If your subject is a combination of solid and transparent objects, you will need to add a mask to the middle black-screen layer so that the areas of transparency are clipped to white. 

To adjust the density of the transparent portions, duplicate the middle layer, and use the same mask to set all but the transparency region to white. Adjusting the opacity of this layer will adjust the density of the transparency.

It should be obvious that black-screen will not work well when the the subject has dark areas that are within clipping distance of the black screen area. Also, this method tends to break down with 8 bit images. Ideally, you want to be capturing at least in 10 bit LOG, or 12 or 16 bit linear (RAW), with the black-screen at least a stop below the darkest values in the subject.

QUESTION: “So do you typically use this method when keying out such elements as smoke or water? We rarely use black background, but occasionally for such elements. “

Smoke or steam when backlit and bright, such that it would be served well by additive transfer, or additive transfer *combined* with multiply. You need the MULT layer to reduce brightness and transparency.

Also, bright elements are especially good for black screen - sparks for instance add especially well in 32-bit linear space. In additive xfer these kinds of elements are essentially self-keying.

I'm setting up to do this right now to augment a shot with a cutting torch/sparks. (An acetylene torch could not be used too close to the actors on the day for safety.)

So, I'm going to shoot a real torch element against duvetyne, cutting sheet metal that has been painted flat black. The sheet metal will be oriented close to the orientation of the steel being cut in the actual scene, and shot as a static lockdown (the nature of the shot should allow cheating perspective, even though the original camera was not moving as nodal). Then tracked and comped into the scene using ADD.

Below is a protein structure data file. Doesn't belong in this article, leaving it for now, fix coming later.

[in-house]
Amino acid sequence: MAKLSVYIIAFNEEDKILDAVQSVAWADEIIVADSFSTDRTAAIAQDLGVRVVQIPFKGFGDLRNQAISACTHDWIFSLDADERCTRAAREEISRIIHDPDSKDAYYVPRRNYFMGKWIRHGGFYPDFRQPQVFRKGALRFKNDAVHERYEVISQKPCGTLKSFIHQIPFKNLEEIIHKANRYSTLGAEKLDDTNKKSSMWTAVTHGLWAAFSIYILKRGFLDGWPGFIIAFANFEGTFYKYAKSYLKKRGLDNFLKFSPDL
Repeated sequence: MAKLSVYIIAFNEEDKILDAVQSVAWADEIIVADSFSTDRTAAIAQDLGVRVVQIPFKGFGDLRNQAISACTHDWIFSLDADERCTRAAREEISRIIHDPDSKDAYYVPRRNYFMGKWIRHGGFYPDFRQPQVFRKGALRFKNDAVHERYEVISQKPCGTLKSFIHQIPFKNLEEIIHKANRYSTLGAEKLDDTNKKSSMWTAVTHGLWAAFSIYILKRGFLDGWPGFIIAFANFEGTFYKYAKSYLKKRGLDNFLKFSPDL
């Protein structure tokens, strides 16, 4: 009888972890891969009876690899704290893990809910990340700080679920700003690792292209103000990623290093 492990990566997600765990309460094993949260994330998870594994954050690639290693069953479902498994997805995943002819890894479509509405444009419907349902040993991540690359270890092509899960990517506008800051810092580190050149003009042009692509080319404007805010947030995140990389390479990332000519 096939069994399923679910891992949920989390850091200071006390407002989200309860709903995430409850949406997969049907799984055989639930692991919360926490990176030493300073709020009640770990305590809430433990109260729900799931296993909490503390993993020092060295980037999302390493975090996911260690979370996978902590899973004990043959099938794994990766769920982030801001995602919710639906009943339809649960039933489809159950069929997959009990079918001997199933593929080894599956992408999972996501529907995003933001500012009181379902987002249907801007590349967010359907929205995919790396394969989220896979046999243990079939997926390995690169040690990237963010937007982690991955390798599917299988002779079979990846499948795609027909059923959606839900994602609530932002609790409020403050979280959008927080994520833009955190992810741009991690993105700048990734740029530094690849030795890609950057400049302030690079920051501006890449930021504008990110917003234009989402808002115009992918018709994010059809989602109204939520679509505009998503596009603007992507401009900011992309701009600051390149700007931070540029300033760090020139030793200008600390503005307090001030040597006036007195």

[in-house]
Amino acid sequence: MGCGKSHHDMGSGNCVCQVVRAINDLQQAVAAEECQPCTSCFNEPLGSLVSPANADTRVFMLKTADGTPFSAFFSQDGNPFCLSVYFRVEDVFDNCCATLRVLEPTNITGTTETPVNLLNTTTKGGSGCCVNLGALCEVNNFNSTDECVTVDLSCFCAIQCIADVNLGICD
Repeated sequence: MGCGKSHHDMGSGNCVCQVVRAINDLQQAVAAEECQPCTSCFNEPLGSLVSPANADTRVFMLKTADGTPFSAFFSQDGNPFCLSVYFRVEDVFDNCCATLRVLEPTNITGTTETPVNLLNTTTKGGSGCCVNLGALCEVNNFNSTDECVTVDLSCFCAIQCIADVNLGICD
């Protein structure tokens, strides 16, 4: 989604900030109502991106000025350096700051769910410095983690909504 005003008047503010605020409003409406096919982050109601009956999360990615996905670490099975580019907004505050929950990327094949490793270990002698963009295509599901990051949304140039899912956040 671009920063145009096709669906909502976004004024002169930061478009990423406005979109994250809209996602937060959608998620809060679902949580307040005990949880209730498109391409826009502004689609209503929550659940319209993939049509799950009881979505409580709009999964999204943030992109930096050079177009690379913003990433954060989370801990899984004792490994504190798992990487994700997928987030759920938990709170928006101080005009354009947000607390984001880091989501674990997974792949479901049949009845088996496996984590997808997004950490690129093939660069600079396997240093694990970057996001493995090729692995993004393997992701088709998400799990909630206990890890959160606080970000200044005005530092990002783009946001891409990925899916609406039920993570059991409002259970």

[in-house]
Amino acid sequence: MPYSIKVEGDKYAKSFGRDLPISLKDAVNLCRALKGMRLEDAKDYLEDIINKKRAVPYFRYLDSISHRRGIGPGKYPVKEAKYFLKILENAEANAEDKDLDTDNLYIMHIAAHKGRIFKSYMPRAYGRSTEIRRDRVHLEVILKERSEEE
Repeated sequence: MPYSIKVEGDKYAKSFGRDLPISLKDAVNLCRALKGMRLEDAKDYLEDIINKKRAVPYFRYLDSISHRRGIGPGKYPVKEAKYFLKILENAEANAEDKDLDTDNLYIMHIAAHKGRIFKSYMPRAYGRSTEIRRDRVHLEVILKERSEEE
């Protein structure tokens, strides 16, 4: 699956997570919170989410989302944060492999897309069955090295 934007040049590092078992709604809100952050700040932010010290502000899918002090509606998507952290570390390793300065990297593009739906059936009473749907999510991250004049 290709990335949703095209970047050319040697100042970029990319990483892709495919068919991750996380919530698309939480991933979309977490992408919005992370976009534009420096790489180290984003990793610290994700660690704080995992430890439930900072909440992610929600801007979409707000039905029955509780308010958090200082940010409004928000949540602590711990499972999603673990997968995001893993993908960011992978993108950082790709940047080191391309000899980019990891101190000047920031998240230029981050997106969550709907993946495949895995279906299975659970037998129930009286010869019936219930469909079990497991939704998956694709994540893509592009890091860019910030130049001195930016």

The *really cool* thing about working in 32-bit linear is the ability to "ADD" and also combine ADD and MULTIPLY to really dial things "into" a shot.

Still, I don't mean in anyway to imply that black-screen replaces green/blue/red - it is a separate tool, with its own quirks and "usefulness curve". But the next time you need to comp backlit steam, or bright things like sparks and flames, or solid objects with low contrast I think you'll be happily surprised at how quickly you can dial in a comp.

Note also the "gamma/blur" technique I mention above can also be used in color key situations. Instead of doing the actual comping inside the keying plug-in (keylight, primatte, whatever), just use the plug in to create the matte(s), and then use gamma/blur, and COLOR/ADD/MULT transfer modes (and using precomps to pre-mult etc) for bringing it all in together. While this may sound more complicated (okay, it *is* more complicated), the level of control you gain is often worth it IMO. 

Side note: IMO, Ultimatte Advantedge was the only plug-in that really worked well as an "all in one" comping solution, but sadly it is not longer supported, and even if it was, it was *DOG* slow to render. Ultimatte is now focused only on their hardware solutions.